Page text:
In Delaware, a shareholder is allowed to seek a judge's opinion on what the long-term intrinsic value of a company is, instead of outright accepting a merger offer. If a judge were to determine that Dell shares are worth more than $13.65, the buyout group would be forced to deliver the extra amount, with interest, to those shareholders who sought the appraisal.

The shareholders also take the risk that a judge could rule the shares are worth less, and they would also have to wait the time it takes a judge to decide—potentially years. Also, owning appraisal rights could potentially be an issue for some institutional shareholders who have strict rules about holding only public shares.

Appraisal cases that make it to a judge's rule are rare, with only a few each year, people in the industry said.

Mr. Icahn's plea to shareholders says "those who seek appraisal may get lucky" and presents the move as a can't-lose option because shareholders can withdraw their request up to 60 days after the merger and still get the $13.65-a-share buyout price.

"We believe if you seek appraisal, you will receive more," the letter says.

"As I said all along, I believe it's worth well more than $13.65" a share, Mr. Icahn said in an interview Wednesday. "It looks like it's going to be a very close vote, but if Dell wins, going for appraisal rights is a no-brainer."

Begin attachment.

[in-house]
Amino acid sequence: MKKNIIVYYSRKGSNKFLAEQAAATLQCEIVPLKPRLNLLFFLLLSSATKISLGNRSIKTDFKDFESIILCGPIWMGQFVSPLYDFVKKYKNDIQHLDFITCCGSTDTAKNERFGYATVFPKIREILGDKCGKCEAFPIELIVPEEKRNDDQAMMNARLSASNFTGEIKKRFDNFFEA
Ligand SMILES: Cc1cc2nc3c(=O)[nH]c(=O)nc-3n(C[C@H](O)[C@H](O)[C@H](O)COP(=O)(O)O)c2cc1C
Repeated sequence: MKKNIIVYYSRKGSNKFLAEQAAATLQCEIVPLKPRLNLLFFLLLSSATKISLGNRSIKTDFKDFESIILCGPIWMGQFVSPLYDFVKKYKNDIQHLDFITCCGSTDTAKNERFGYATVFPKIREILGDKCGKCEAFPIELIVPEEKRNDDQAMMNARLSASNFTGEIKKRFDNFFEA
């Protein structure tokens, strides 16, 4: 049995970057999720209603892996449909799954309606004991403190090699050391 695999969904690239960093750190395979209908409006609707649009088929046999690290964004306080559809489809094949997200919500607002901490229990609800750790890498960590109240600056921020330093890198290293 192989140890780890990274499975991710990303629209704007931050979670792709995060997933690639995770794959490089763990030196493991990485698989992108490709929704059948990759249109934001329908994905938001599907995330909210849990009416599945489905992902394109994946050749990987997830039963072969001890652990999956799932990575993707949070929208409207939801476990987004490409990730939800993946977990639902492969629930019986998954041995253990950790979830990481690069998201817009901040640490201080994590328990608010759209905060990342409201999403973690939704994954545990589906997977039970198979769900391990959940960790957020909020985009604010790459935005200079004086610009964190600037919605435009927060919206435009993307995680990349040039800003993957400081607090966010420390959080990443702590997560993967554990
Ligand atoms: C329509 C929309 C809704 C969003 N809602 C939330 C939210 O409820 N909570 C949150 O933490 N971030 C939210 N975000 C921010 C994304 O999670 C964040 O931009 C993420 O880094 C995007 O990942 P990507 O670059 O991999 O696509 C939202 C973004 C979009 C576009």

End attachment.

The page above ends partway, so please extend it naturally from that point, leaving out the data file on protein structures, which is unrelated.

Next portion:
Mr. Icahn, Dell's second-largest shareholder behind Mr. Dell, has repeatedly criticized the bid by Mr. Dell and private-equity firm Silver Lake Partners to take Dell private for $24.4 billion, saying the proposal undervalued Dell's shares with its $13.65-a-share price tag.

Mr. Icahn revealed a position in Dell after the buyout agreement was announced Feb. 5. In a recent filing, Mr. Icahn estimated his firm spent about $2 billion acquiring the position in Dell, which would mean an average of $13.12 a share. Part of his stake is in options, which makes his final cost unclear.

Dell shares lost 3 cents to close at $13.33 in 4 p.m. trading in New York Wednesday.

Shareholder-advisory group Institutional Shareholder Services Inc., as well as Glass, Lewis & Co. and Egan-Jones Proxy Services, this week recommended Dell stockholders vote for the buyout offer, improving the odds of the deal passing.

In his latest letter to shareholders, Mr. Icahn says he would seek to settle the appraisal with Mr. Dell and Silver Lake—who have their own risk in any court proceeding—within the 60-day grace period, a situation he says may allow a shareholder to "have your cake and eat it too."

One possible point in his favor: Often, deal agreements include a clause that allows buyers to back out of a deal if too many shareholders seek an appraisal. However, there is no such clause in the Dell agreement, which means the buyout group assumed the risk of such an occurrence.